My sister sent me the other day screencaps of an uncle’s Facebook page. This uncle was the husband of my mother’s older sister who passed away from breast cancer roughly two years ago. I didn’t have enough time to establish a close relationship with him when I was growing up. He was one of those more sensible people in my approximation as a kid. I was wont to eavesdrop on living room conversations among adults as they exchanged gossips and complaints about their partners and children while I made them believe I was innocently napping on the couch.
The photos struck me as bizarre because I initially thought it was he with his eldest daughter–though I knew my sister had sent that to me in order to make a point–I sensed a tone of judgment in the absence of an accompanying text to the screenshots I received. He was with another woman–and by the looks of it–a girlfriend. Upon closer inspection of the photos, the woman he was standing next to was quite unlike my aunt. Whereas my aunt was rotund, though not downright overweight, the woman in the picture was svelte like an ideal Siamese cat. While he and my aunt had maintained that ample distance between married couples during family get-togethers, an unwritten rule they needed to follow to avoid calling attention to themselves and also because married couples think PDAs are best left to the young and those liaising with their paramours, this uncle and his new girlfriend threw that unwritten rule out of the window in the first photo–my uncle can be seen wrapping his right arm around the younger woman.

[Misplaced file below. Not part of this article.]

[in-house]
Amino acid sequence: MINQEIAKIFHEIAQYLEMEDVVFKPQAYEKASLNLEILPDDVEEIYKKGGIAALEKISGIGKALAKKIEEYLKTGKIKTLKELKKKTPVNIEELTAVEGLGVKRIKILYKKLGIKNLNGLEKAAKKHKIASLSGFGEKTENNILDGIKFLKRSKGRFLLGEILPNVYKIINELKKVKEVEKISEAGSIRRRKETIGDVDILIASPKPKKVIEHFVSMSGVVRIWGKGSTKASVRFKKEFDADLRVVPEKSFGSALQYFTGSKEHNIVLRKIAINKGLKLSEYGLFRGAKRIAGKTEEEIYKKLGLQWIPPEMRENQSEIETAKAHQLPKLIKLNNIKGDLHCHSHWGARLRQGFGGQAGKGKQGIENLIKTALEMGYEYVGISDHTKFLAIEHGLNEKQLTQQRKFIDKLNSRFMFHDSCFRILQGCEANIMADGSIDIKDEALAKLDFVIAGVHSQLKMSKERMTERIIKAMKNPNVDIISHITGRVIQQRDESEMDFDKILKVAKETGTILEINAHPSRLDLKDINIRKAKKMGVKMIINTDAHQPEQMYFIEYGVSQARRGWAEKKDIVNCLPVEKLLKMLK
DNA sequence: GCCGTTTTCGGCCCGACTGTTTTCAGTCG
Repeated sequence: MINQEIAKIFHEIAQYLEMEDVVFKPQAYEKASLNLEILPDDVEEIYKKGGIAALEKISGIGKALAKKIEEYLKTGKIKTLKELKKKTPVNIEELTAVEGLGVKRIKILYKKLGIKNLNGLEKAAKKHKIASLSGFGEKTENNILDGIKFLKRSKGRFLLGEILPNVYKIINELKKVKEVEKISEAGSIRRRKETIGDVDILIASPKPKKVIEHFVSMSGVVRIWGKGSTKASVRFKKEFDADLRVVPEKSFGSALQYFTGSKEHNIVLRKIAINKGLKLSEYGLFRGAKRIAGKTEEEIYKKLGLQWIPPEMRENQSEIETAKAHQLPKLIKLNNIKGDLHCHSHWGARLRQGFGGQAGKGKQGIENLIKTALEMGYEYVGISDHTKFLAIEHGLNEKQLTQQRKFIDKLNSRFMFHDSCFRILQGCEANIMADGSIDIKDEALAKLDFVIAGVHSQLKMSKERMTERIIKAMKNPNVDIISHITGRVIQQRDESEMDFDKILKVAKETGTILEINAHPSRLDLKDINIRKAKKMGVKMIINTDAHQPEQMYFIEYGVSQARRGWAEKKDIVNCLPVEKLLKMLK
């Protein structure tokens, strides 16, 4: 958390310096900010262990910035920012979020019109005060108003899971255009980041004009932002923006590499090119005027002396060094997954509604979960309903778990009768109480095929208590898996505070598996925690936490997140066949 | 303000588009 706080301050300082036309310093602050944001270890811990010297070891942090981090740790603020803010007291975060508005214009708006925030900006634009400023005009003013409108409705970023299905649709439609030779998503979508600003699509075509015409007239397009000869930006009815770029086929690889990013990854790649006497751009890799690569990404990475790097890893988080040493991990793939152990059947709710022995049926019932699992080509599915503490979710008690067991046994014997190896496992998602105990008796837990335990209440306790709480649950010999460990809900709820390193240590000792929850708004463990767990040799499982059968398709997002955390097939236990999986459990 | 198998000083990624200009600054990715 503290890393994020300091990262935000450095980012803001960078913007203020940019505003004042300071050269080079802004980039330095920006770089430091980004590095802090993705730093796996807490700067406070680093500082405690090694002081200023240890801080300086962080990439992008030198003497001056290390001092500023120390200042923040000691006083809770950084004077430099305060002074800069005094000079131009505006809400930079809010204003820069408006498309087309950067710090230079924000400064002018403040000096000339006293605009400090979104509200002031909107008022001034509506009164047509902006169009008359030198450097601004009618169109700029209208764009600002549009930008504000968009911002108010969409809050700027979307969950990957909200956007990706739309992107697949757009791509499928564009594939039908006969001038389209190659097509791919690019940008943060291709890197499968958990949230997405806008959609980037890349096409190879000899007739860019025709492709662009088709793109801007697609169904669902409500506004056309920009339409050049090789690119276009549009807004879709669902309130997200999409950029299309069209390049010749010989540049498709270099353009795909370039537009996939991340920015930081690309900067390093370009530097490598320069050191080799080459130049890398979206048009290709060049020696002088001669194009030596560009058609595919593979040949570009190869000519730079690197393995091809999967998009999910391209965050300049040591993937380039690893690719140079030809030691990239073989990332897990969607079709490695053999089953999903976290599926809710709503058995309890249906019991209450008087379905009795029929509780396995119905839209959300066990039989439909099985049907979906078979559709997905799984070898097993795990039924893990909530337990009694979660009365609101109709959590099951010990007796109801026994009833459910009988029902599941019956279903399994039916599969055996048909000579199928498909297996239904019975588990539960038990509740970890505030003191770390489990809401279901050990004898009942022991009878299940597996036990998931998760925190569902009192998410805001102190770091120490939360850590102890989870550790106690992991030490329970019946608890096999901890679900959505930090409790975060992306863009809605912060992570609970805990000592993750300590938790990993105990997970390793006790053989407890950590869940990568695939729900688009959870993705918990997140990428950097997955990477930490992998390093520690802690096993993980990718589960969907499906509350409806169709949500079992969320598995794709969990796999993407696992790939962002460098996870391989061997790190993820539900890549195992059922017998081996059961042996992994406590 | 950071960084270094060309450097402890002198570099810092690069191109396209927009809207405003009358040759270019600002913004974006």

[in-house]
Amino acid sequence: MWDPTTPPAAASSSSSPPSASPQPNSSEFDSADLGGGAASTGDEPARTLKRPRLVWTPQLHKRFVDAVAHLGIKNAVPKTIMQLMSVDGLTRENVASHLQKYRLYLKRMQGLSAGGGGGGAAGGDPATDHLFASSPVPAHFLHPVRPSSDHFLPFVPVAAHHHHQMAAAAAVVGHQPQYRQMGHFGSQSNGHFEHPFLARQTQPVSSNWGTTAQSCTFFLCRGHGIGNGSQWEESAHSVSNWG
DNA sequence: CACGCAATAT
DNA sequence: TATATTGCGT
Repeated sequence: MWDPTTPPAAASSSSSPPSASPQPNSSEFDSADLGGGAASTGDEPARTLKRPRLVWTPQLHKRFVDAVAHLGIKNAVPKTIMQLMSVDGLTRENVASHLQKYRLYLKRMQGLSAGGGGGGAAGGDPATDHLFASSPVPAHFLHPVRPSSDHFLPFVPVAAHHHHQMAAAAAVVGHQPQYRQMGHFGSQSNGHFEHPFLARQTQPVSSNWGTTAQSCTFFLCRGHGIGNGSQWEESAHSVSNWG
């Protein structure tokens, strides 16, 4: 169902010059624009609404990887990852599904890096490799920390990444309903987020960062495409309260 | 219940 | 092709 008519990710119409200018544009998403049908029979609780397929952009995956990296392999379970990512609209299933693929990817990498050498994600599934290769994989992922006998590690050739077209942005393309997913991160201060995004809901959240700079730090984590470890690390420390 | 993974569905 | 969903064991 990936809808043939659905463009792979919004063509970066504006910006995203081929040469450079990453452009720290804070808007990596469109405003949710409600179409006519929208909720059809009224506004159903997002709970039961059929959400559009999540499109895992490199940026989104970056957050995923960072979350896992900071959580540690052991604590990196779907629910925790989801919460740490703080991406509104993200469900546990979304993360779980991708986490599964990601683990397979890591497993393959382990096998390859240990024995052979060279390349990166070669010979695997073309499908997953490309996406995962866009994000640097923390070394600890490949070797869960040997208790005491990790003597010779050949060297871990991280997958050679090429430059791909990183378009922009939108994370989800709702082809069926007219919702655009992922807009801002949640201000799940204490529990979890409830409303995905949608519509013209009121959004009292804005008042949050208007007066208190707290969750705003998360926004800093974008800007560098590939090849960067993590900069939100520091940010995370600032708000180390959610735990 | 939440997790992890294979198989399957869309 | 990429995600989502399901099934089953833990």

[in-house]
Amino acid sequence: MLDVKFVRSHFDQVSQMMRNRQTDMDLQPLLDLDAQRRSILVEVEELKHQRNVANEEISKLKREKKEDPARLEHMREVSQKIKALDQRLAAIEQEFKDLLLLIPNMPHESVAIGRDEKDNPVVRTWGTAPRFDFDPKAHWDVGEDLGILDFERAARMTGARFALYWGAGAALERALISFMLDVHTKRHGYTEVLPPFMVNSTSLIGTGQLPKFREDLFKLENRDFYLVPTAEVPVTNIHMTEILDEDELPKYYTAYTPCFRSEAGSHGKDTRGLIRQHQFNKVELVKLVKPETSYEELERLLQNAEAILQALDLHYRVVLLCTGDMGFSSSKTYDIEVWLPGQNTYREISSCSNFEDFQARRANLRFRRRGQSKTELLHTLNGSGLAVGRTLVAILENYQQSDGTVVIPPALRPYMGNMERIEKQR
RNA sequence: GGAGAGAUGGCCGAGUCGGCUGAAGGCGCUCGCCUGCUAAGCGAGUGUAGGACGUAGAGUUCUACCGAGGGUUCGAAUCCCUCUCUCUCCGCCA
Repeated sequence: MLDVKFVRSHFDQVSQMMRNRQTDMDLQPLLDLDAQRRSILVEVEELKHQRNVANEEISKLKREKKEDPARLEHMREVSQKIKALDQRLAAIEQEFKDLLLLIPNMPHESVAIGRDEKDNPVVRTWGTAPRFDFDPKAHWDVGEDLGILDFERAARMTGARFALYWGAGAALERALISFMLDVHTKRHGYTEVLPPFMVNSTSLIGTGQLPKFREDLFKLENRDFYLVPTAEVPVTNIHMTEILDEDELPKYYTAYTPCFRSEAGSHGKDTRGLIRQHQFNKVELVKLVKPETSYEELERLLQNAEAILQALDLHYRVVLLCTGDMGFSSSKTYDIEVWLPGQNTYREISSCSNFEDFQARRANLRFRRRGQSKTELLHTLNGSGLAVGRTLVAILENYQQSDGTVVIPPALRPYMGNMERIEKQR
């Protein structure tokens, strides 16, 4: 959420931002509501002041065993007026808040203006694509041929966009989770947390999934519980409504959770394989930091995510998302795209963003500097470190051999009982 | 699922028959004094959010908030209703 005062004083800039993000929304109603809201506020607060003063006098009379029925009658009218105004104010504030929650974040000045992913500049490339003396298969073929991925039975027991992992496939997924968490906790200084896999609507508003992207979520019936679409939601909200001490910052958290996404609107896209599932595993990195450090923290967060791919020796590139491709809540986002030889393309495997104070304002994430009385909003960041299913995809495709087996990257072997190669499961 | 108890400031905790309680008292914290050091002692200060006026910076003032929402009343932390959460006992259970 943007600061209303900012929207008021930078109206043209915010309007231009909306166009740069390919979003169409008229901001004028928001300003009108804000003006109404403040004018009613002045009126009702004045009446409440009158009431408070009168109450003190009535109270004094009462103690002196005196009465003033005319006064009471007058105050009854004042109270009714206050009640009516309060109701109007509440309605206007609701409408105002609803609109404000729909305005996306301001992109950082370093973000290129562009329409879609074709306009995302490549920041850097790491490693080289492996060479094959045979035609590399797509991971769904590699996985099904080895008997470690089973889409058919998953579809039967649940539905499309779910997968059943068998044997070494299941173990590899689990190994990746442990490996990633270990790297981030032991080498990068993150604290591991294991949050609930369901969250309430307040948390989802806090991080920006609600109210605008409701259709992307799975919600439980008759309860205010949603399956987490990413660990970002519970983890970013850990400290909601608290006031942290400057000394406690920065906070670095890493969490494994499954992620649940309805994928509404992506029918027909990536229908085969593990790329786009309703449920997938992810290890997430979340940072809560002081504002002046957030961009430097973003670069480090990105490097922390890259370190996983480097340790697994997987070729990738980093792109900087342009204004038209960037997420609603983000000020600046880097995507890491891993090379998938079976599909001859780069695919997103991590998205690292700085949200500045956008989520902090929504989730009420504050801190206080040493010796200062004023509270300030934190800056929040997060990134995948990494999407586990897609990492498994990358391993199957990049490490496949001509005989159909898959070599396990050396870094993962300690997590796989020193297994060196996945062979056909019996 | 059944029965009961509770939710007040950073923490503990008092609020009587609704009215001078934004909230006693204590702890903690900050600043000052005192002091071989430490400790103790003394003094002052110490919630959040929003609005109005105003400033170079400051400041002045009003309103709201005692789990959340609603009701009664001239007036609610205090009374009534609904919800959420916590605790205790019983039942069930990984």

He was looking straight at his phone camera with that unnatural twinkle in his eyes for someone in his late 50s. He looked in love, rather uncommon for a man of his age who’s with his partner for a good thirty years or so. The last time I remember myself sporting that twinkle was when I was 16. I am twice that age now, and the memory of that glow in my eyes is in a dusty drawer of my distant personal history. He looked content, very happy, almost looking like an Overseas Filipino Worker who has worked in the Middle-East for more than a decade without the benefit of seeing his family even once while his contract is in effect, and finally arriving home after years of doing construction on the Burj or Dubai airport.
In the second photo he kept his distance from the younger woman lest it be misconstrued negatively–of course he minded what people in my hometown would think of his new-found love, with a younger woman, and two years after the death of his wife, and in a place where the surviving party in a marriage is expected to be perpetually loyal not only to his partner when she is still around but even to the memory of the beloved who passed on, and to stay devoted to no one except to their children who may be adults by now but who still subject their parents to the same expectation to be responsible for them as a child would. He’s not given cart blanche to do whatever he likes, but his age more or less gives him excuse to be oblivious to what the neighbors will say if he desires so, and my uncle chooses to not care anymore and to follow the path where he thinks happiness is waiting for him.
And I am not wrong. Throughout the years, he has remained one of the more sensible people I have a wonderful chance of knowing.